Are Newspapers Like Yiddish?

ClickZ writer Kate Kaye posts about what she describes as a “cage match” between Google, Yahoo! and Microsoft on a partnerships panel at a recent NAA newspaper conference:

It’s not often you get the chance to see representatives from Google, Microsoft and Yahoo sitting in close proximity on the same stage. At yesterday’s Newspaper Association of American conference here in NYC, I was among the few to experience just that. The main goal of the “Partnerships in Transition” panel was to help newspaper publisher execs understand just what these Web behemoths want with them already. I’m not sure they got their answer, but things were sure interesting in the meantime.

I wasn’t there but what’s so interesting about this panel and the apparently playfully combative discussion among the search engines is the fact that lots of folks are writing off (print) newspapers. But at this moment of their seeming weakness, relationships with them are paradoxically in very high demand among the Internet bellwethers.

It’s completely ironic. But maybe not. As soon as Yiddish was pronounced a “dead language” there was a huge surge of interest. 🙂

Anyway, I was with the AJC in Atlanta yesterday and they’re doing some very interesting things. It’s way too soon to dismiss newspapers blithely as many commentators do.


2 Responses to “Are Newspapers Like Yiddish?”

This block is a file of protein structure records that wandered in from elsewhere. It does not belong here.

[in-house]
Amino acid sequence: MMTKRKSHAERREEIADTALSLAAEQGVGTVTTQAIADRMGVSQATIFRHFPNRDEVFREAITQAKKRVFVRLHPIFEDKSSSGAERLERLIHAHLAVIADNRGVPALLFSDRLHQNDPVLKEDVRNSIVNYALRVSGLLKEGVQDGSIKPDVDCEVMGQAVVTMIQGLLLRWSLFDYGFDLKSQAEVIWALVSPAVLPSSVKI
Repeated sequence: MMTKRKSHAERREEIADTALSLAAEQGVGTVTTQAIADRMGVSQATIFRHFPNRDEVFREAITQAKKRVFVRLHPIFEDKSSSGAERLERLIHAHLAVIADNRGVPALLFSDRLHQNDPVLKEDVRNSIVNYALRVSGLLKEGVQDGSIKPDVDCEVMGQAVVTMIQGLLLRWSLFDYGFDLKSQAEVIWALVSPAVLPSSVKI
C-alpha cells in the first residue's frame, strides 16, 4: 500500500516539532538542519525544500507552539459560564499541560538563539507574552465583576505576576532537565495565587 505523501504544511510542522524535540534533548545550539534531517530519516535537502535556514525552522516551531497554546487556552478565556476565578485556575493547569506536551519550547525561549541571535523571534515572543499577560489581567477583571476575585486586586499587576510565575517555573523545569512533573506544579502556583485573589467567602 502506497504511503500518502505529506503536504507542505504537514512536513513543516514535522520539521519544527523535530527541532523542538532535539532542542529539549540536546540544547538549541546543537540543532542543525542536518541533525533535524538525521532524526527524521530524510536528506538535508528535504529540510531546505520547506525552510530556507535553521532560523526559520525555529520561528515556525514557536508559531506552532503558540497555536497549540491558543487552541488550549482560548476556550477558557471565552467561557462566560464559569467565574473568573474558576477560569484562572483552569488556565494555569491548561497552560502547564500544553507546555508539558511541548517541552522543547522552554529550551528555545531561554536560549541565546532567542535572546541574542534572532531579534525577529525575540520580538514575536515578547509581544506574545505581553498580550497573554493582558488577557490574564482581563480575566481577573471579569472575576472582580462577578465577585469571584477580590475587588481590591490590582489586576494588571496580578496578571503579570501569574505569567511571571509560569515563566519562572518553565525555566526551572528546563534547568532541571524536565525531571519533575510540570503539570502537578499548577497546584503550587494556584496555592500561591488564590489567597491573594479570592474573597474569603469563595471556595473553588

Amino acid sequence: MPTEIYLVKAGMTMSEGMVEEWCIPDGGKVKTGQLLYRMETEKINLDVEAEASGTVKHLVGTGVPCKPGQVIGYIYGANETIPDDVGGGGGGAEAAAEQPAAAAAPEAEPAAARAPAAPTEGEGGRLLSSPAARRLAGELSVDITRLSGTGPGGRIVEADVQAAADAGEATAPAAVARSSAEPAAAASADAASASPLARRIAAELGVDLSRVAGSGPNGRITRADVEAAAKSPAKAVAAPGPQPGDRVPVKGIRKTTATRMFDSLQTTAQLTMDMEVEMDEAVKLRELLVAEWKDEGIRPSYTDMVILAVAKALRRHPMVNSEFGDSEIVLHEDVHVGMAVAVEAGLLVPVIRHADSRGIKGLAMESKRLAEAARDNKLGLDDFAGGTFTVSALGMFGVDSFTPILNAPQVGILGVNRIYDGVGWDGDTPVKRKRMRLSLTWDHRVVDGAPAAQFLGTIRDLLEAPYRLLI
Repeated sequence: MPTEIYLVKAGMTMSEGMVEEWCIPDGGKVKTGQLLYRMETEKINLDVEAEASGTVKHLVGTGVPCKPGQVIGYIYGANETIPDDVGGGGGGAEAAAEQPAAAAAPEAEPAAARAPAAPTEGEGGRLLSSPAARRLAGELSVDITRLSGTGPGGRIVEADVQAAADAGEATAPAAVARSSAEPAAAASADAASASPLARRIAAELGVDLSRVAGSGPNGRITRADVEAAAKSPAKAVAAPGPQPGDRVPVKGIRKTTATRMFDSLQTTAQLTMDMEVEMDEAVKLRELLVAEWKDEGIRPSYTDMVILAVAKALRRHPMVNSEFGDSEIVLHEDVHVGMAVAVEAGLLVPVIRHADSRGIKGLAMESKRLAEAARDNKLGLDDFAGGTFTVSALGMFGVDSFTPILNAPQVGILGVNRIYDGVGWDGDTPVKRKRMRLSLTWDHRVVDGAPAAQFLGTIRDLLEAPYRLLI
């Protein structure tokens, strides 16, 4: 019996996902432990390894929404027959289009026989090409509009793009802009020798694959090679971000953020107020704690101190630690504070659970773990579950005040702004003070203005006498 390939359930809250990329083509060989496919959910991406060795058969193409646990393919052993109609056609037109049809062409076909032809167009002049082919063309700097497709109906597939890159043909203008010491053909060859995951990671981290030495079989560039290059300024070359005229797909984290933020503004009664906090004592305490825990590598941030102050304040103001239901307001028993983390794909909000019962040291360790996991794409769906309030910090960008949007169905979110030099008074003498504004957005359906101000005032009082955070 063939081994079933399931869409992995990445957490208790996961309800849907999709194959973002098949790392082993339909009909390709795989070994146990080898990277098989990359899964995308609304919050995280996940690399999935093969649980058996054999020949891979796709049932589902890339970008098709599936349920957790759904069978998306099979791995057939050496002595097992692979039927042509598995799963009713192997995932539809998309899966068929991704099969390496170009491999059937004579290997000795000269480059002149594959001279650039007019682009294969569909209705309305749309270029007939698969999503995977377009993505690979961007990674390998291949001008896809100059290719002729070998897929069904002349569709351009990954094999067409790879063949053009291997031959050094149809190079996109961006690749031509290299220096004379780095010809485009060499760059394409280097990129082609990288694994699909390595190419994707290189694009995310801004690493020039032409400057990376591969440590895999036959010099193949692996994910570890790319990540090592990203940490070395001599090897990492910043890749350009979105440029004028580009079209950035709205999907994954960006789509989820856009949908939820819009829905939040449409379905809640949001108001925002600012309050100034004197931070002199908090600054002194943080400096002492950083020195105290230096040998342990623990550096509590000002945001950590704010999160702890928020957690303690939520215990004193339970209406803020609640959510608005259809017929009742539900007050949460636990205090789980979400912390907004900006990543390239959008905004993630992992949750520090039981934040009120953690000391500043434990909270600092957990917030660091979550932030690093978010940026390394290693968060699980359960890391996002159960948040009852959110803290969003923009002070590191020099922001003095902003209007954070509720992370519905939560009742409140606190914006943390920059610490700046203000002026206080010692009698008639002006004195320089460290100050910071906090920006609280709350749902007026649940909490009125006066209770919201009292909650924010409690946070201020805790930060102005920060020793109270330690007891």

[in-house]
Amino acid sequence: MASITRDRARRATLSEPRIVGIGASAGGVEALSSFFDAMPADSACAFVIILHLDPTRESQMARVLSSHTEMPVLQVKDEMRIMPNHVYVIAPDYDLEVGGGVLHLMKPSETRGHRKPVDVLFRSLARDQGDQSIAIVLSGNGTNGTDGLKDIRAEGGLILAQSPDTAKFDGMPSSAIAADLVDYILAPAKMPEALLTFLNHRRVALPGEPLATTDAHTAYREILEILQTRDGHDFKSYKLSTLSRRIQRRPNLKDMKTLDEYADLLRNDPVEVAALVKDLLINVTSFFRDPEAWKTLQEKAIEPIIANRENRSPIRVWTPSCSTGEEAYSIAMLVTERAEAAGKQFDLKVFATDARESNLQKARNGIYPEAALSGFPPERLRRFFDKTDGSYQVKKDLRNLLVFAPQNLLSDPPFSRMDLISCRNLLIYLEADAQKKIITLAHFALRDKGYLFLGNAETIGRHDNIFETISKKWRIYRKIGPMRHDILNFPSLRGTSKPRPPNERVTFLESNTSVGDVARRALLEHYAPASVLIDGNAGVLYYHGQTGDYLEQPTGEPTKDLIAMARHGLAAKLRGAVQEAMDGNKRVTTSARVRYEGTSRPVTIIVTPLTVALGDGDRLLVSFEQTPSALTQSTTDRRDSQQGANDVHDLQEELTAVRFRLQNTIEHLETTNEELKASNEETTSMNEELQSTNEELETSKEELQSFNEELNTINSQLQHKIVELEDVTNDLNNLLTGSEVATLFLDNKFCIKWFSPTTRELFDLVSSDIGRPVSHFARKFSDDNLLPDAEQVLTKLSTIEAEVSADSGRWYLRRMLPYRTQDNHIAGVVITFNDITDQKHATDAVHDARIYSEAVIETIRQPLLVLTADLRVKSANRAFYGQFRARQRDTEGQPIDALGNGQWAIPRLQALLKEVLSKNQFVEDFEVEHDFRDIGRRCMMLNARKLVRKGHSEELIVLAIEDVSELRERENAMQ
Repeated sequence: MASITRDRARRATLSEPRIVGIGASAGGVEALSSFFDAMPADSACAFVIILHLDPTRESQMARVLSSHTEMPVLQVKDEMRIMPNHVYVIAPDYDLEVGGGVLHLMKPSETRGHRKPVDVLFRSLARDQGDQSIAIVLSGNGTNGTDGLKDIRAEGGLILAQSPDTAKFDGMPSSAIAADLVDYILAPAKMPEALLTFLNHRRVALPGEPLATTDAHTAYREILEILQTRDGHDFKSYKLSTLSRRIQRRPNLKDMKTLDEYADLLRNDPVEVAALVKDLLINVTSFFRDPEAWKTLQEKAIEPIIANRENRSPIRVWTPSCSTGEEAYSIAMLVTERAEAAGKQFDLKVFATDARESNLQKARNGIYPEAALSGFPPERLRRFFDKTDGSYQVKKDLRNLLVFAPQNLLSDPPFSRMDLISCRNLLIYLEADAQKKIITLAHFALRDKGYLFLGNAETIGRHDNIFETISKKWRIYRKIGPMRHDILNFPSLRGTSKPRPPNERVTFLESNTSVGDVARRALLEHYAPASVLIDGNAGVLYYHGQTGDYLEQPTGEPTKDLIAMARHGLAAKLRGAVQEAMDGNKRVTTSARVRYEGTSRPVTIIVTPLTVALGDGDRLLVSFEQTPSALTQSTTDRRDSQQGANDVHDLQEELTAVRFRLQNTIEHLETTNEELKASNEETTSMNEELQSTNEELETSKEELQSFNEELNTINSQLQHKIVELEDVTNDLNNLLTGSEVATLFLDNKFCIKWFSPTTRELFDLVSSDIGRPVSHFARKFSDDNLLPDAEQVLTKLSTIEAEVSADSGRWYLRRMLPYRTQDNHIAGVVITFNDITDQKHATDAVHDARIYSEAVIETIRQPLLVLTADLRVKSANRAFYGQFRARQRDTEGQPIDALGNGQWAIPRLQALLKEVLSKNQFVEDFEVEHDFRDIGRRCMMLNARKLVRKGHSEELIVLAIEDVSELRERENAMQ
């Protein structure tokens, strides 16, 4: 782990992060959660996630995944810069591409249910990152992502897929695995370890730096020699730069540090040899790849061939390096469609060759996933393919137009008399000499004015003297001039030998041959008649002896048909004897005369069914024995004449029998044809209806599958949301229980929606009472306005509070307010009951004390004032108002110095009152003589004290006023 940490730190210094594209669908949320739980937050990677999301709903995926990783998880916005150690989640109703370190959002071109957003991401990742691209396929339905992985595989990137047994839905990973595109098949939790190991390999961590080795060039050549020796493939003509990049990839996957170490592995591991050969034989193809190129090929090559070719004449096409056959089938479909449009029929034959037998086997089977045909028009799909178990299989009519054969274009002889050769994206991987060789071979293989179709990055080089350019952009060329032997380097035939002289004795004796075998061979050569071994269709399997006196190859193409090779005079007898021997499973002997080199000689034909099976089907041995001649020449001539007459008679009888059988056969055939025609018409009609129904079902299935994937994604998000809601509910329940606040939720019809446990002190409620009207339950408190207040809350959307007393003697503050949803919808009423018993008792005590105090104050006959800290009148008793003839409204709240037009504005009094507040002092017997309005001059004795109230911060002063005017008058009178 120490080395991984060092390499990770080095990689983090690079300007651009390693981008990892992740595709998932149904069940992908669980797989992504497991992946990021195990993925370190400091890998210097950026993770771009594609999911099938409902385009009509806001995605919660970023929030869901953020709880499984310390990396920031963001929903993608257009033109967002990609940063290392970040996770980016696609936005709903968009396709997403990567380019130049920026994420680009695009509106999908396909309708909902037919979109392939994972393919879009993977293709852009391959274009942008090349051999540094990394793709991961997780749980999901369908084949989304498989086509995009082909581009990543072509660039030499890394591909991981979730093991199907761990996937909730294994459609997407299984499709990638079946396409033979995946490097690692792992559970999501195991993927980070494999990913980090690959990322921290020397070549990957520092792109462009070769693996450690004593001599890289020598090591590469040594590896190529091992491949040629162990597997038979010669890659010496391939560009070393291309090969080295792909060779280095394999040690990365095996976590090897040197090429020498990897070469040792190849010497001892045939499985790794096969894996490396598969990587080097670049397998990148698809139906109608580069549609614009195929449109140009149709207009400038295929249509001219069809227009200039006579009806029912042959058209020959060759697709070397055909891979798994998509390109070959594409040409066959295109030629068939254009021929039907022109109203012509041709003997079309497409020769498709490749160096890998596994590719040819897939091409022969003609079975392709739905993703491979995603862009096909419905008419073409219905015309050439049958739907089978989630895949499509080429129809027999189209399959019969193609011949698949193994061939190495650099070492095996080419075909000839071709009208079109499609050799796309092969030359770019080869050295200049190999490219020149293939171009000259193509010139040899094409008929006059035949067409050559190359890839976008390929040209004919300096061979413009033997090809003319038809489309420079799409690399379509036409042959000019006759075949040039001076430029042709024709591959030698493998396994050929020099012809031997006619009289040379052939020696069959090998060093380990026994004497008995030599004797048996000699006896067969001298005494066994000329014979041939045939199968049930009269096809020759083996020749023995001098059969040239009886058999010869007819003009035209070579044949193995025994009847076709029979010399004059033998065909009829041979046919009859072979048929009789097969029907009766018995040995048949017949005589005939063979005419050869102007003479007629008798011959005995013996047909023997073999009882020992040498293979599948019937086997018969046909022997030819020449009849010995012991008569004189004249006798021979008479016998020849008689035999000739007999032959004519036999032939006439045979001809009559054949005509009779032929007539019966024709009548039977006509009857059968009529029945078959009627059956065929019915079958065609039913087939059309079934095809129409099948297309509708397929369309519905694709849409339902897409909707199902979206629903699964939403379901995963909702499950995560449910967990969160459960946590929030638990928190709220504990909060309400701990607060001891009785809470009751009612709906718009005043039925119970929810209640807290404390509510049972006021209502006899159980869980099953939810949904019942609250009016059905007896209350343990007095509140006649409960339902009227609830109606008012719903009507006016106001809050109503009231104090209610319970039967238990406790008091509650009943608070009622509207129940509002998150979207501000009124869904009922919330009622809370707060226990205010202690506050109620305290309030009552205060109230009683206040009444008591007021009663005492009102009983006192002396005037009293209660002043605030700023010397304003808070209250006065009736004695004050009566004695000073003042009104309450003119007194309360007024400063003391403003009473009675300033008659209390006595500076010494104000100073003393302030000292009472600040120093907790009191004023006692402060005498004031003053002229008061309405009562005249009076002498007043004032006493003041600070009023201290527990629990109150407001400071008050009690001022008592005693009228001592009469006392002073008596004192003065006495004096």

1. eli Says:


    First, let me say that I’ve been following this debate for quite some time. I agree that it’s too soon to dismiss newspapers – and that’s not just because I’m in the industry. Greg i was there with you and the AJC and I too am excited about the discussion. Could be some great things.

    What interests me most about this topic is my true passion, something one of my professors coined “Remediation” (Jay David Bolter and Richard Grusin),
    and that is the process of redefining rules and conventions of new media forms and existing media forms.

    My point is that we really haven’t seen any medium truly die out or go away in our history. Even oral storytelling is still around, though not practiced in the same ways or used for the same purposes as originally used.

    My response to Gates and the like is “wait and see.” I bet that print will never go away, just that motivations and resulting products will change. I don’t think you’d find much disagreement with the fact that print, particularly newspapers are rife with problems – an aging readership, immediate expiration of data upon publication, lack of immediacy, etc. – but people still consume data using this medium.

    Perhaps newspapers will become “daily magazines” so a user who does not need immediate news can take her time and consume at her leisure. I’m watching this closely and can’t wait to see what happens.

  2. Dan Miller Says:

    There’s a maxim in marketing to the effect that “Scarcity creates demand.” Let’s have a few publications die out. Then see the demand for content grow, if for no other reason than nostalgia for the non-existent past.

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